I generally use my table saw as a flat surface when using a height guage etc. It may not be as good as a granite toolmakers plate but it works well enough.

Rick

The Artful Bodger
09-23-2011, 08:38 PM
Plate glass isn't common anymore. Plate glass is made by grinding the surfaces fairly flat but not to very tight specs. Nearly all window glass is now float glass and it is nearly optically flat. It is around 4 wavelengths flat (530 nanometres per wave) within any 2 cm radius and over longer distances it has a curve equal to the curve of the Earth.

Float glass is very flat but that doesn't mean the thickness is constant. Thickness may vary by 10% or so but will be very consistent for any particular piece. If evenly supported it will be flat as a surface plate over similar distances.


Thanks Evan, I do have some glass, I assume it is float glass, on a desk top which I can use if I want to get 'fussy', otherwise it appears the mill table will be my 'shop reference'.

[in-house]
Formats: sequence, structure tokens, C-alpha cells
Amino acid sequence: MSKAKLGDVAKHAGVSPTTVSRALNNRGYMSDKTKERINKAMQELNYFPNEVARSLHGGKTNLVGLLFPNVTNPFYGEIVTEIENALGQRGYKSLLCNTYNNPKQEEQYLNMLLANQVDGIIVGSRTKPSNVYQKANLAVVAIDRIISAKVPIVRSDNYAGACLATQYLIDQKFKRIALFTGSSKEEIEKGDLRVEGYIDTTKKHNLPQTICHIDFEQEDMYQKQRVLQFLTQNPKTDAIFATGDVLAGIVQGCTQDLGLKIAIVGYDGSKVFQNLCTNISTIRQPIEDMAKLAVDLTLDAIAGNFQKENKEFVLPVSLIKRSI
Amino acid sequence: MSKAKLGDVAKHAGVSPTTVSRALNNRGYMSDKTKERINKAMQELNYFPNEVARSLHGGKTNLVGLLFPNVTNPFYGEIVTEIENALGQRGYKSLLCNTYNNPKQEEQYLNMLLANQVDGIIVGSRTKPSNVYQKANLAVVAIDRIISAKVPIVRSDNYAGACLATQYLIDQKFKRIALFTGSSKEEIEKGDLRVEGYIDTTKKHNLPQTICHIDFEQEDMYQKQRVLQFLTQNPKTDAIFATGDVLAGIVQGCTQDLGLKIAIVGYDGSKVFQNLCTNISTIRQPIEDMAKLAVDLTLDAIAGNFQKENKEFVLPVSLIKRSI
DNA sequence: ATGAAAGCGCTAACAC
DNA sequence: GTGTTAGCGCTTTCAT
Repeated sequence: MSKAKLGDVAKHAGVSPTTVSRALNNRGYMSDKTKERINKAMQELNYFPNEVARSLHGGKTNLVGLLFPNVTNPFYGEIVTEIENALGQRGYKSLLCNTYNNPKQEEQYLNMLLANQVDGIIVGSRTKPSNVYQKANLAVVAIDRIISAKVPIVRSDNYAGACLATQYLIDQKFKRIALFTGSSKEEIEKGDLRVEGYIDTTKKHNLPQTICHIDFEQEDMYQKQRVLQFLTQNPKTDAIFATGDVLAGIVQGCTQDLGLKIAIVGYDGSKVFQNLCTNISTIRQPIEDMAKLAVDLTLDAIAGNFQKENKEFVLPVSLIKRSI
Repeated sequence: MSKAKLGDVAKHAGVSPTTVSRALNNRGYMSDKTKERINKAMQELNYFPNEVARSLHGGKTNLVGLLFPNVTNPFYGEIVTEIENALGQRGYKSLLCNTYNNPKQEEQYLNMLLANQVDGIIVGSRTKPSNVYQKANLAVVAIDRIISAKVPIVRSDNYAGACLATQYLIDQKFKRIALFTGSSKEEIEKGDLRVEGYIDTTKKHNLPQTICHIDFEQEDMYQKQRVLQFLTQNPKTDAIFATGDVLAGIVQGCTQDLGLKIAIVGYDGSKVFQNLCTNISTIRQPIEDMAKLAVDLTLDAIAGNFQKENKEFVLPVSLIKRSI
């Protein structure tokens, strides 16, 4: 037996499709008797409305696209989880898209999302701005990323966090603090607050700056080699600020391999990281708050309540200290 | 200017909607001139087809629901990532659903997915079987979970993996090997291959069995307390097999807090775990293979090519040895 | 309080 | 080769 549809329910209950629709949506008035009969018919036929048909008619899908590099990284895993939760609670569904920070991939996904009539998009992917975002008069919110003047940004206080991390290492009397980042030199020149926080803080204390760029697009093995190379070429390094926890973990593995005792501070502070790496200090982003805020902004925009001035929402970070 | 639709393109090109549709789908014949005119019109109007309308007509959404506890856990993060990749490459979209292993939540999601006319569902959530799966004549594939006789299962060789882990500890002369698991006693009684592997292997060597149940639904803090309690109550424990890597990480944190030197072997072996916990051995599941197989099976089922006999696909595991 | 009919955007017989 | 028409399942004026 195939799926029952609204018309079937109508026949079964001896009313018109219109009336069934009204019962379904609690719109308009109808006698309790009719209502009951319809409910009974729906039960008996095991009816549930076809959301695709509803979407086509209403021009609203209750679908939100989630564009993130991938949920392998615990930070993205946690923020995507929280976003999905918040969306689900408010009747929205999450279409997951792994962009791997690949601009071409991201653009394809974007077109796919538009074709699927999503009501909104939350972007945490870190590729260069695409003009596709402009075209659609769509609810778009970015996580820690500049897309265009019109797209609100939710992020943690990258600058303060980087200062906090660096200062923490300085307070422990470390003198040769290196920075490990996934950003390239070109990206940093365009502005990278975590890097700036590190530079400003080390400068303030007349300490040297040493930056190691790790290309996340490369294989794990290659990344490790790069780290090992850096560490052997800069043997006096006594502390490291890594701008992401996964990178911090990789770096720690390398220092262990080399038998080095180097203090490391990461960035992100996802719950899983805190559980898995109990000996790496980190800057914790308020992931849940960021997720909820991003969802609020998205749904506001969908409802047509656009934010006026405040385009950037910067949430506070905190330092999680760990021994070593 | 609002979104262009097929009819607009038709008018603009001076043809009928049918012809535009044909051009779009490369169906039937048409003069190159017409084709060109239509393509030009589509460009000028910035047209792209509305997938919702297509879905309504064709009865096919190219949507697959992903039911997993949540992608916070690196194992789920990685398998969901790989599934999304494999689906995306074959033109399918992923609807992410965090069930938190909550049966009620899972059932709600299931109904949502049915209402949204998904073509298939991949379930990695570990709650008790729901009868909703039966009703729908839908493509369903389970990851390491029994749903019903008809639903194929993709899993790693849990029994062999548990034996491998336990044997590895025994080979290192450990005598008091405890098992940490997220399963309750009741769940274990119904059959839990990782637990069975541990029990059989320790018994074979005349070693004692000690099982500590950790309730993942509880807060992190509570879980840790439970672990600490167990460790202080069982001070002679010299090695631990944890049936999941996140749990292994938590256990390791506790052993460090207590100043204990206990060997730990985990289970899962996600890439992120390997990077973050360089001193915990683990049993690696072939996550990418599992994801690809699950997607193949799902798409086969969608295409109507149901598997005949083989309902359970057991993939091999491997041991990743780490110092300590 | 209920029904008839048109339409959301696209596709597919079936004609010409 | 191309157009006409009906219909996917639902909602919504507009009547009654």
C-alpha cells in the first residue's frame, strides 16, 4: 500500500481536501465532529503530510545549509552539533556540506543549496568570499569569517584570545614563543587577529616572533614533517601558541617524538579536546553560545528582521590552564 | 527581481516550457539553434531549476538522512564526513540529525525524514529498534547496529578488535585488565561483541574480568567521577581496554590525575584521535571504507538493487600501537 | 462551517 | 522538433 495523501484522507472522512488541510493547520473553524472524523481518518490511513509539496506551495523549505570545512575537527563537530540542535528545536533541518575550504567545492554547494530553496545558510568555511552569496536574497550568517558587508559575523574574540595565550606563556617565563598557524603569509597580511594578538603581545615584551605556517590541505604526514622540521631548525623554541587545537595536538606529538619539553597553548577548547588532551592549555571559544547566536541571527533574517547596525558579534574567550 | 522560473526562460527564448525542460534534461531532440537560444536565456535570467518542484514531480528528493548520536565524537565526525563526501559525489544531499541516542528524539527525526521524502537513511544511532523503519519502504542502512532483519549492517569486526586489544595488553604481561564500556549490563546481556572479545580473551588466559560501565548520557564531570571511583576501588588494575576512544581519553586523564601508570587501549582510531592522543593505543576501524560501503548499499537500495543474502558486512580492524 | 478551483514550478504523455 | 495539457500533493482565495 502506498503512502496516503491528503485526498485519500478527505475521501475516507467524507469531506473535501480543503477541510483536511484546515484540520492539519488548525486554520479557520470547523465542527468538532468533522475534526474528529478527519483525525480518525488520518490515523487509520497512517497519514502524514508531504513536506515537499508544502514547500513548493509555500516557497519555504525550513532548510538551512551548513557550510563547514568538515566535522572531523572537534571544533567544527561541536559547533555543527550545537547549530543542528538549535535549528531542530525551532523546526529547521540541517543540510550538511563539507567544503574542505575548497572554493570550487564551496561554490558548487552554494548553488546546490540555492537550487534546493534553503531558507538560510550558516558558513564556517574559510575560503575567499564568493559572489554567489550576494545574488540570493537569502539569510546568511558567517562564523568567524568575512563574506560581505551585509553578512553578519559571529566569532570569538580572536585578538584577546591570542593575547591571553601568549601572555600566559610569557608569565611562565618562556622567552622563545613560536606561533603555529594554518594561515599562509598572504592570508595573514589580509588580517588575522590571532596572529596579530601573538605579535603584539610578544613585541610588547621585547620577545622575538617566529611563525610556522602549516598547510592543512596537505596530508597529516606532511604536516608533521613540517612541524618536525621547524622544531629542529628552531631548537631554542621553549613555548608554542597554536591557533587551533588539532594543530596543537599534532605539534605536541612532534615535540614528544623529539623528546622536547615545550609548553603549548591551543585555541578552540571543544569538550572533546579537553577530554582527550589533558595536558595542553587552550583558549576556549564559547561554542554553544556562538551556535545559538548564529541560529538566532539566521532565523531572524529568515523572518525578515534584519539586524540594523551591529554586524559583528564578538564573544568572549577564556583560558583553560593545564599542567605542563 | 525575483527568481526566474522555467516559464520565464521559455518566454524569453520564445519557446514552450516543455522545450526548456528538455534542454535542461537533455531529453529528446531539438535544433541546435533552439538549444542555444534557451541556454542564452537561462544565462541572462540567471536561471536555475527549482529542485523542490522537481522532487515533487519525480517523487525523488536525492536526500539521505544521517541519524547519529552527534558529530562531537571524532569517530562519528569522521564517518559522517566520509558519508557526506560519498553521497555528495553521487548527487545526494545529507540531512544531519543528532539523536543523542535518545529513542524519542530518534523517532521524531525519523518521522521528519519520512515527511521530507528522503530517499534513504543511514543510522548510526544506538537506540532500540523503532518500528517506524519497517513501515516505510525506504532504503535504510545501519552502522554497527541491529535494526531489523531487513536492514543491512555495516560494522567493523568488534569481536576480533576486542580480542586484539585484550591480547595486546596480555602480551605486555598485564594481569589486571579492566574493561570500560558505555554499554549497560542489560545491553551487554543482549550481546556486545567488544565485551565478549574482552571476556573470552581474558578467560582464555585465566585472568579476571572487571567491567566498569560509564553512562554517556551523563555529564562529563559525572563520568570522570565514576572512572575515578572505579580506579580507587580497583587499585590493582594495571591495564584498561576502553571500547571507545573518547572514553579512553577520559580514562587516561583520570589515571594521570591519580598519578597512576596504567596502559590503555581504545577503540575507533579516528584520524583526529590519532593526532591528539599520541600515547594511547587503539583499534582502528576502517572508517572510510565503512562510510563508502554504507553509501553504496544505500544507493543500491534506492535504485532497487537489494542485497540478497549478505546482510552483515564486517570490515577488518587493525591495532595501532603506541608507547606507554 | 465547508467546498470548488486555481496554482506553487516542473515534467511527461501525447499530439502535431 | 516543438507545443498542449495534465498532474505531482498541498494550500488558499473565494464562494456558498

Thanks for comments everyone.

J Tiers
09-23-2011, 09:02 PM
Float glass is likely to be pretty flat, indeed, depending on how made (how fast and how fussy they were).

The problem is that it is so thin that it is bendy, where a reference flat should be solid and unmoving.

It all depends on whatcha need. For me, no way even float glass would be good enough, so I use a granite flat reference. Doesn't bend when I set a reasonably heavy machine piece on it to blue up.

For you, might be fine.

The Artful Bodger
09-23-2011, 09:13 PM
Evan says float glass is real flat so I guess if one was to put a couple of inches of concrete in a tray and 'float' some float glass on top that would make an easy surface plate, it would support plenty of weight but still not like things being dropped on it.:)

Don Young
09-23-2011, 09:16 PM